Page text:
8 Who does this describe? He became the first black politician elected to the highest office. It had been a hard-fought duel on the tightrope of race. Even friends who acknowledged his charisma and professional merits argued that the electorate wasn't ready for a black candidate. The language of the campaign was crafted to consolidate his progressive base, yet avoid white reaction to an “angry black.” The rhetorical challenges were further complicated by the fact that his primary opponent was a woman, the frontrunner, whose supporters he would later need. He knew that once he was in office, the real campaign would begin.

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10 “ Washington knew he needed to build a multi-racial coalition. That was the movement that ultimately swept Washington into power, and subsequently provided the basis of his administration. Washington's victory was viewed by political observers as 'a great awakening'." Xolela Mangcu, "A Mainstream Radical Against the Machine", Swans.com, June 16, 2008”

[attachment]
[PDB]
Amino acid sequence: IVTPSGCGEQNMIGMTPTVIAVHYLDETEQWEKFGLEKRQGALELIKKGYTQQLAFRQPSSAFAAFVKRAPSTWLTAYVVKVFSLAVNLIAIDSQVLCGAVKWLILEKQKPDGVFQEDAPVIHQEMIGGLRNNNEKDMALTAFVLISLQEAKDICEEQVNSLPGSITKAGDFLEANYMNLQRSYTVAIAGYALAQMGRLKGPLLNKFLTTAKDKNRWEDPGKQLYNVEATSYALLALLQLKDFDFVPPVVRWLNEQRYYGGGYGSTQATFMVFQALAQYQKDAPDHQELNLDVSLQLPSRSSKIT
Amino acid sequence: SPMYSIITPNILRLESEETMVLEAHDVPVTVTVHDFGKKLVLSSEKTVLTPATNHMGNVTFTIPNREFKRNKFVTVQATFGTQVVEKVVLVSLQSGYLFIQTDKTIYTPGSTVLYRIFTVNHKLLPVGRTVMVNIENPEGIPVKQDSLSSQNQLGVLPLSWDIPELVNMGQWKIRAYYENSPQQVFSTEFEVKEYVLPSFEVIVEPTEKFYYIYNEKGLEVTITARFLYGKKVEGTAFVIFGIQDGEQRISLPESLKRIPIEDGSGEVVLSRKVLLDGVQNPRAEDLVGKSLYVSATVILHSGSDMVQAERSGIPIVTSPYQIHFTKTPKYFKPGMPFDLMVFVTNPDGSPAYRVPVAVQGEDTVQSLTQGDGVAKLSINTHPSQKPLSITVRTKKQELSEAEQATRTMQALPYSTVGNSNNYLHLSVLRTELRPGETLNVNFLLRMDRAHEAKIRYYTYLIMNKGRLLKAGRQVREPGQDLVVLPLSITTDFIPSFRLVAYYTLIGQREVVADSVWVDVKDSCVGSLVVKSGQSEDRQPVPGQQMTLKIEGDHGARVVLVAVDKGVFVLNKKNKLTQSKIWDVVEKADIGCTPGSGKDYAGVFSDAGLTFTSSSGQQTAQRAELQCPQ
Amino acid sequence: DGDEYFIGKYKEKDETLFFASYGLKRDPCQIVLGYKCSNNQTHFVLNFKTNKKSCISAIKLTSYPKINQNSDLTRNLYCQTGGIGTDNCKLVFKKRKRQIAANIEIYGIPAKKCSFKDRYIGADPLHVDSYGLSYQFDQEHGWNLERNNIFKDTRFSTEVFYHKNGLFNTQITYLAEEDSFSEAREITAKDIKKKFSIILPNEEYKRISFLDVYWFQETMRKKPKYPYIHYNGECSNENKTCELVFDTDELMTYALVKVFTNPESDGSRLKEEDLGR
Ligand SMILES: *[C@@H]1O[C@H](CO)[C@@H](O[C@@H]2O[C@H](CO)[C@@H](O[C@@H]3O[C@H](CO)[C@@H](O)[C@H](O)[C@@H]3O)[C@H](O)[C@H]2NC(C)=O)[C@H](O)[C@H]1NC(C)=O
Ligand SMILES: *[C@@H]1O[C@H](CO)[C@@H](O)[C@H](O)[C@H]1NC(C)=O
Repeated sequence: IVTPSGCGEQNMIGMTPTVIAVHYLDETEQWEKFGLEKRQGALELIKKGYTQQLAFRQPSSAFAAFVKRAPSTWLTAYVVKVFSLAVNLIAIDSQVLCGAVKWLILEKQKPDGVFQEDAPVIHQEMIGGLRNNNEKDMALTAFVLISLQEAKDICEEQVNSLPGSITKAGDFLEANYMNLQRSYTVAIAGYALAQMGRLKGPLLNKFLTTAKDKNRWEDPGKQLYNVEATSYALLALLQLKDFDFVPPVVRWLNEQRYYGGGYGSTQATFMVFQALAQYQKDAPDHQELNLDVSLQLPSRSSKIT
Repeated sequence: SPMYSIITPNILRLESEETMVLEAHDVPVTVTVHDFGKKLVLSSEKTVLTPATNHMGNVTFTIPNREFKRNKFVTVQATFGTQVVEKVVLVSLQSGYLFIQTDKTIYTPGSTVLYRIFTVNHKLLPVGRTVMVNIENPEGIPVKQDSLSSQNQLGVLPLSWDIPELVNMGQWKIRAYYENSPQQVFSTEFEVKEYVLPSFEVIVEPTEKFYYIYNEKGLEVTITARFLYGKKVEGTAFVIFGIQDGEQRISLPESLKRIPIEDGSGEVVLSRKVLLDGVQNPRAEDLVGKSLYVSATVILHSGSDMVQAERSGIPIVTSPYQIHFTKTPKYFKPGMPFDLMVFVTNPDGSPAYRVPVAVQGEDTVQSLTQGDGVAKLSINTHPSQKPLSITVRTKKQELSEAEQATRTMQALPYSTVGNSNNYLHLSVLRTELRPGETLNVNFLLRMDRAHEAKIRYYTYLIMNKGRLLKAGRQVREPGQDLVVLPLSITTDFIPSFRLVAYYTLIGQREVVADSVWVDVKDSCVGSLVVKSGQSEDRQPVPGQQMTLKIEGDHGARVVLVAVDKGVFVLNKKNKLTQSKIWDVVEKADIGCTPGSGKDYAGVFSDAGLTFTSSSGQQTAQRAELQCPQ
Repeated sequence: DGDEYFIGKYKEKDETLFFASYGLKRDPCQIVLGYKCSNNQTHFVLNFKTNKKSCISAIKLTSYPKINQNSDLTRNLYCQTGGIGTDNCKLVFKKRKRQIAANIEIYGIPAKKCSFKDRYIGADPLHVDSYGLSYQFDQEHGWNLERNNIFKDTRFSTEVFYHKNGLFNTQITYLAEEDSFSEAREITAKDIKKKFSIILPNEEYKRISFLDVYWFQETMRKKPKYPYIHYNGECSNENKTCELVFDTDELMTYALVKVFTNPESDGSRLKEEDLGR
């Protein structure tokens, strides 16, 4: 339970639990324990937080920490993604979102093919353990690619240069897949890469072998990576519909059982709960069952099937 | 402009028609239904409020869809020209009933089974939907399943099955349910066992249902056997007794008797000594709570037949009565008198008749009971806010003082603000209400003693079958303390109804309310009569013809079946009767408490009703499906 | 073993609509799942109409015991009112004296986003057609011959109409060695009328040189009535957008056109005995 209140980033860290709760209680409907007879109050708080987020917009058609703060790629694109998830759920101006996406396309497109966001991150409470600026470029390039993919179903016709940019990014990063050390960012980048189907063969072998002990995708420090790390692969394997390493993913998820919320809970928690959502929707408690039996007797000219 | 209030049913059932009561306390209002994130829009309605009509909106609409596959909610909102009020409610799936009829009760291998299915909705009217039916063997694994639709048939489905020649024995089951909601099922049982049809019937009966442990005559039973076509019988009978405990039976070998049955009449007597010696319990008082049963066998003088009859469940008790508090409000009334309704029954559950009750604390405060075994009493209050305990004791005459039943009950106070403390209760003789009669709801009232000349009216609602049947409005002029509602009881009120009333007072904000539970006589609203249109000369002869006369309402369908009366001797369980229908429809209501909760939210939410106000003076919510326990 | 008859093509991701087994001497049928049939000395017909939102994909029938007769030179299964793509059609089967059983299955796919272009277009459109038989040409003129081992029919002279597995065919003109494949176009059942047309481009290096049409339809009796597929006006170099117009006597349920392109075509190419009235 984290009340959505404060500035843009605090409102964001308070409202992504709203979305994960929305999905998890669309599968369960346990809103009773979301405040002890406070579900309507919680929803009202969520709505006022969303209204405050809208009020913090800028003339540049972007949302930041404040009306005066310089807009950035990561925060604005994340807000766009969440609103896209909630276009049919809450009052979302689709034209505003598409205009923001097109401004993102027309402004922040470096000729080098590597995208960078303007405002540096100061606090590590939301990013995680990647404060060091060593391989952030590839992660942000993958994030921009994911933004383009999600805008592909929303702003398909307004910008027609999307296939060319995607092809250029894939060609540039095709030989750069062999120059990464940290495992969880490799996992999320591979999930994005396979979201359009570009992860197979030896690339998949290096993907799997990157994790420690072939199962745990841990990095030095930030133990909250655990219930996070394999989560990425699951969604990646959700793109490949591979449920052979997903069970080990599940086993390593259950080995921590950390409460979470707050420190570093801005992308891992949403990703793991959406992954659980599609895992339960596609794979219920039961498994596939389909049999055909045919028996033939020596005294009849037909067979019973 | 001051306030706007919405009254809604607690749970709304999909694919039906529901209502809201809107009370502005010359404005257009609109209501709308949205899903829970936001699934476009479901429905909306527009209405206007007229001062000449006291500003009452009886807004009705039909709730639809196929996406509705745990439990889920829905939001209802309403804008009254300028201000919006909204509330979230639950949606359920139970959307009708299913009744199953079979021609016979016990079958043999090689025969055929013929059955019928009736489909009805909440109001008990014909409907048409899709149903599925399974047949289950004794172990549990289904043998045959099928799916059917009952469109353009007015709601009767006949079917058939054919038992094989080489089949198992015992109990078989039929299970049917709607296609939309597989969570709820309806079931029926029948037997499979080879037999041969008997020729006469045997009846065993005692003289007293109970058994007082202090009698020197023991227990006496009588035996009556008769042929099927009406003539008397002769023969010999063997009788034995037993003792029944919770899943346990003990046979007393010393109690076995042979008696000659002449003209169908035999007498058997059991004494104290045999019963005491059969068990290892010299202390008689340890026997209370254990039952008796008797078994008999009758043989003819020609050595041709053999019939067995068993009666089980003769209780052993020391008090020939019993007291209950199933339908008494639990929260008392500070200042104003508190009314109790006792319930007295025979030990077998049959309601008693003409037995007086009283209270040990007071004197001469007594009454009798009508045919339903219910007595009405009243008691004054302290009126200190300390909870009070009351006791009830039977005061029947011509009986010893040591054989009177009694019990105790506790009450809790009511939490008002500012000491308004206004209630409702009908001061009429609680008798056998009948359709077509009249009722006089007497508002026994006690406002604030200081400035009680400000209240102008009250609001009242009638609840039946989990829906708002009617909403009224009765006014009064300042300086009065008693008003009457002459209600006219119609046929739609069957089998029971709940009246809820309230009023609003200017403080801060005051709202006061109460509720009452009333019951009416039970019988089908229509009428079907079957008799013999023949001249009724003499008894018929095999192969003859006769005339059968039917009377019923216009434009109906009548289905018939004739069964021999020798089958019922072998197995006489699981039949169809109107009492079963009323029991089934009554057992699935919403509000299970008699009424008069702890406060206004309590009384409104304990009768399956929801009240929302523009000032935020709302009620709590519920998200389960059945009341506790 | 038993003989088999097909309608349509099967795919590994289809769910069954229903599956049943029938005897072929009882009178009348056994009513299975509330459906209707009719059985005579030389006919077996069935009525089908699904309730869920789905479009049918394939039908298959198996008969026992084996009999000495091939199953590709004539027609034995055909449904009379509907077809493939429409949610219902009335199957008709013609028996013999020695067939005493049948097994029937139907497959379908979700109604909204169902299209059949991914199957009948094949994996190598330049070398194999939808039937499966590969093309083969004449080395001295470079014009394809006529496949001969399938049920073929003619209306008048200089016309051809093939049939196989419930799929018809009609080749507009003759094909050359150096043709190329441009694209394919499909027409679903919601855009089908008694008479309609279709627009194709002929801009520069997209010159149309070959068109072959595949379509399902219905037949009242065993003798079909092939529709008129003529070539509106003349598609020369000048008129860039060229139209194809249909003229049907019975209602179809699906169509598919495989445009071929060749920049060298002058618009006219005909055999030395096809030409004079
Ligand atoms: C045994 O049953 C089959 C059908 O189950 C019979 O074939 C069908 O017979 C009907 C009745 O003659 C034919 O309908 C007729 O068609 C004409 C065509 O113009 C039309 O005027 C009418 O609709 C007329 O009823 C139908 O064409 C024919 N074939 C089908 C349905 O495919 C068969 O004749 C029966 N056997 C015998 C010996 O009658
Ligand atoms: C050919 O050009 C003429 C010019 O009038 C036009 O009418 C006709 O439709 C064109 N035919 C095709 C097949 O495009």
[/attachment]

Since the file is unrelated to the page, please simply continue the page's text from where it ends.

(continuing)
11 "The Reverend Jesse Jackson explicitly used Washington's hybrid campaign/crusade as a template for his presidential runs in 1984 and 1988... His trans-racial appeal and his progressive politics seemed to echo Washington's, and they triggered hopes for a revival of the progressive coalitions he inspired." Salim Muwakkil, In These Times

12 "... that era was a time of hopeful activism. His mayoral tenure was a time of govern- mental transparency, political fairness and even racial reconciliation. The Washington years were a time when progressive coalitions of multiracial and multiethnic Chicagoans were celebrating their successes and mobilizing for more." Salim Muwakkil, In These Times